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Vertical gardening?

 
MJ Solaro
Posts: 131
Location: Bellevue, WA
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Having only a *very* small urban garden to work with, it hit me the other day that perhaps I should be using my vertical space more effectively.

What does permaculture say about vertical gardening?

Do any of you have experience, or practical application in maximizing one's vertical space?

What plants work best for vertical gardening in Seattle? What structures? I was thinking strawberries might be a good choice...
 
paul wheaton
master steward
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Location: missoula, montana (zone 4)
bee chicken hugelkultur trees wofati woodworking
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I once built something for strawberries.  About five feet tall with about ten rows.  It was not the sunniest spot and the strawberries were just so/so.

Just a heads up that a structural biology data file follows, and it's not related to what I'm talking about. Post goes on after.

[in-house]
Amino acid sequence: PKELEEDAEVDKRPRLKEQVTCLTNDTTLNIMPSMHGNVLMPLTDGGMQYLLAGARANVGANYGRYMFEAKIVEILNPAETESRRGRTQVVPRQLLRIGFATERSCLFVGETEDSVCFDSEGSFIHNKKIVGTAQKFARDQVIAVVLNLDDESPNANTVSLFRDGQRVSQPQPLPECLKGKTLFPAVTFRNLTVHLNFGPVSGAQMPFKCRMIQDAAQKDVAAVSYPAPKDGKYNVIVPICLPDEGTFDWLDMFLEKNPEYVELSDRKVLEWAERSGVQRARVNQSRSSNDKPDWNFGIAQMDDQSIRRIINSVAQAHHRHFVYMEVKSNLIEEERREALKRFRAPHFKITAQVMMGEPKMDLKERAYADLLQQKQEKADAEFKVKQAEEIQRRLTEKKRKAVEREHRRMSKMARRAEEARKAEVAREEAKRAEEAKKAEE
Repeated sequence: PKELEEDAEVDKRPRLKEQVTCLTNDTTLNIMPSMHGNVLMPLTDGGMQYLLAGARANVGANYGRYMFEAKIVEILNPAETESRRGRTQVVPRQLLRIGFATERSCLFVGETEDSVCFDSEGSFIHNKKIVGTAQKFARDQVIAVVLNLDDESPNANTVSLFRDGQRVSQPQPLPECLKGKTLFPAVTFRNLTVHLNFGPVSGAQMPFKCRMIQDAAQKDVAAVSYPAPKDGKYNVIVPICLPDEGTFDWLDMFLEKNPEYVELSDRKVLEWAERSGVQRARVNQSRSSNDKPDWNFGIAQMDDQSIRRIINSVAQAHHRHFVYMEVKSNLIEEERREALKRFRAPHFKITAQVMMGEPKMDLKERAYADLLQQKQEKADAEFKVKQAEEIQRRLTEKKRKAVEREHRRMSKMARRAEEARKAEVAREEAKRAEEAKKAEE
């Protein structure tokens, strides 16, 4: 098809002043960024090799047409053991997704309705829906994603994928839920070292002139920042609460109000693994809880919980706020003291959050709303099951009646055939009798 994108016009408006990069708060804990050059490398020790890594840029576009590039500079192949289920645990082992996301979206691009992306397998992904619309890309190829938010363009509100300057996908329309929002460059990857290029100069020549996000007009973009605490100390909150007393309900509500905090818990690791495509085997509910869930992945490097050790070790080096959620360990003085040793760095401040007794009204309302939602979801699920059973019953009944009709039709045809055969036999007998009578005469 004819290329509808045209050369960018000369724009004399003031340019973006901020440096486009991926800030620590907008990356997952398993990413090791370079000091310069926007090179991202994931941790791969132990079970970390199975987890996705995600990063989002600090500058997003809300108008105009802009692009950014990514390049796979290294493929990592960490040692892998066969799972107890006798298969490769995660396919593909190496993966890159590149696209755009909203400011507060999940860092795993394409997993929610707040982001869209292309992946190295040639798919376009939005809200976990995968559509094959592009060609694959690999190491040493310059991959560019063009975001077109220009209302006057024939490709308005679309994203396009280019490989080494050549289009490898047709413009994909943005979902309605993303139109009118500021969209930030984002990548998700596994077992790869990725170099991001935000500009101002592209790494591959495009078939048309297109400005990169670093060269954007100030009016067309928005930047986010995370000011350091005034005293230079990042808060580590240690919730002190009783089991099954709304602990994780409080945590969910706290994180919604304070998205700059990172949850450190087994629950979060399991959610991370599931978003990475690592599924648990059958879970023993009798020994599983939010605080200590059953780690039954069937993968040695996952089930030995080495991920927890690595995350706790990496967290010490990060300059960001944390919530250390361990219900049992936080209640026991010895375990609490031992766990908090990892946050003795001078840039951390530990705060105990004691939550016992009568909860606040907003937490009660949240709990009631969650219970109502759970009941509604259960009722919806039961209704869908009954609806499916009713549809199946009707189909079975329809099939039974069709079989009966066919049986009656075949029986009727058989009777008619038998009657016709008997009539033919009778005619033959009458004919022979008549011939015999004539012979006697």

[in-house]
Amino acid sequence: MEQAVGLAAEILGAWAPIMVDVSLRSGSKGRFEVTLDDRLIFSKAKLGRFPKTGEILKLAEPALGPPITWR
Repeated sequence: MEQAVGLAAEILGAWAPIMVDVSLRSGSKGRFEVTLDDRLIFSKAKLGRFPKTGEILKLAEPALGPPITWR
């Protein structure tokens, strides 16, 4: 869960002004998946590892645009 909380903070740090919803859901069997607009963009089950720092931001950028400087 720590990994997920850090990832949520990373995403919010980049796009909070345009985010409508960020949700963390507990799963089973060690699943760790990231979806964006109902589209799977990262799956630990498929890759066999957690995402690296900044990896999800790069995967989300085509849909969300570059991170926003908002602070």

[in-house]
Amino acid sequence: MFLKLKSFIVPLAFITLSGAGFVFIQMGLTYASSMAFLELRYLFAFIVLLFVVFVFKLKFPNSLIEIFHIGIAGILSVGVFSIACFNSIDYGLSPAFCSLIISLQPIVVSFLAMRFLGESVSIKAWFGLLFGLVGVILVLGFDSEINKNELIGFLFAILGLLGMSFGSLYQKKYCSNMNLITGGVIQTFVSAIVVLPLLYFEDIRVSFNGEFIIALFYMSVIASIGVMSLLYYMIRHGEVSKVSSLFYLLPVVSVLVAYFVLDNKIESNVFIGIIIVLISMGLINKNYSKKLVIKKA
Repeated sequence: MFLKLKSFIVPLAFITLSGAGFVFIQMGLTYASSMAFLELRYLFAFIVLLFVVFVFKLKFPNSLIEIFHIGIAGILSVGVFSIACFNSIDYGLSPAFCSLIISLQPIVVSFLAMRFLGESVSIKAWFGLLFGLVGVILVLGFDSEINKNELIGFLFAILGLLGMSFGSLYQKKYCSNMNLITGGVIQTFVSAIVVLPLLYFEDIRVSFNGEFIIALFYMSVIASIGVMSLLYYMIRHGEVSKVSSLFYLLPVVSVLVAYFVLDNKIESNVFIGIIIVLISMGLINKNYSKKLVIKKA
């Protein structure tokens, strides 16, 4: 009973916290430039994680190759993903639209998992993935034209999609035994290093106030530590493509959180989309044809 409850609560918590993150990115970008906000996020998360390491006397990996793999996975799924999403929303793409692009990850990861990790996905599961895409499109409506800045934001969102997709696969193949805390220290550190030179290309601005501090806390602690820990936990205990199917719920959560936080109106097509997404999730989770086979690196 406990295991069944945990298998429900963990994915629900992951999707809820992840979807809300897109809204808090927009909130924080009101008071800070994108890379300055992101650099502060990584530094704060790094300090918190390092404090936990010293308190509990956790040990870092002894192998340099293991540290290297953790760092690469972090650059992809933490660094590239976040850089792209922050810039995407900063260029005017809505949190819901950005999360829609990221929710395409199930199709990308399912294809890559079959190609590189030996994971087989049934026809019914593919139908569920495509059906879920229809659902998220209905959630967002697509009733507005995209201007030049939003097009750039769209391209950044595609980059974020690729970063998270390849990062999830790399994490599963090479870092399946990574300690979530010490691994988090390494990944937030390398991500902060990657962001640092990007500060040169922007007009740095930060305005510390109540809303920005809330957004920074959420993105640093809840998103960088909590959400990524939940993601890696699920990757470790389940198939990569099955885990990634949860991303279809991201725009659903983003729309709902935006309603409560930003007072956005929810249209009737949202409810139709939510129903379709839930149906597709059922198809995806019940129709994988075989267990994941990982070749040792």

Kelda Miller
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This is a great topic to hit up Seattle Tilth about, I think they may even have a whole class devoted to vertical gardening!! They had this awesome setup in their demo garden one year. A trellis not straight up but leaning towards the south. I think cukes were on the trellis (?) and then under it, facing south in the 'suntrap' it created, there were more veggies (basil?).

Obviously I'm only a halfway good resource!! Hit them up at the natural lawn and garden hotline. There are operators that are paid their time to answer wonderful random questions!! and they LOVE it when they get any questions more interesting than lawn upkeep. ha!!
 
MJ Solaro
Posts: 131
Location: Bellevue, WA
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Awesome! Kelda, you always have the most fantastic advice. Thanks!
 
Kelda Miller
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Pictures from the Tilth gardens in Wallingford
vertical 1.jpg
[Thumbnail for vertical 1.jpg]
vertical 2.jpg
[Thumbnail for vertical 2.jpg]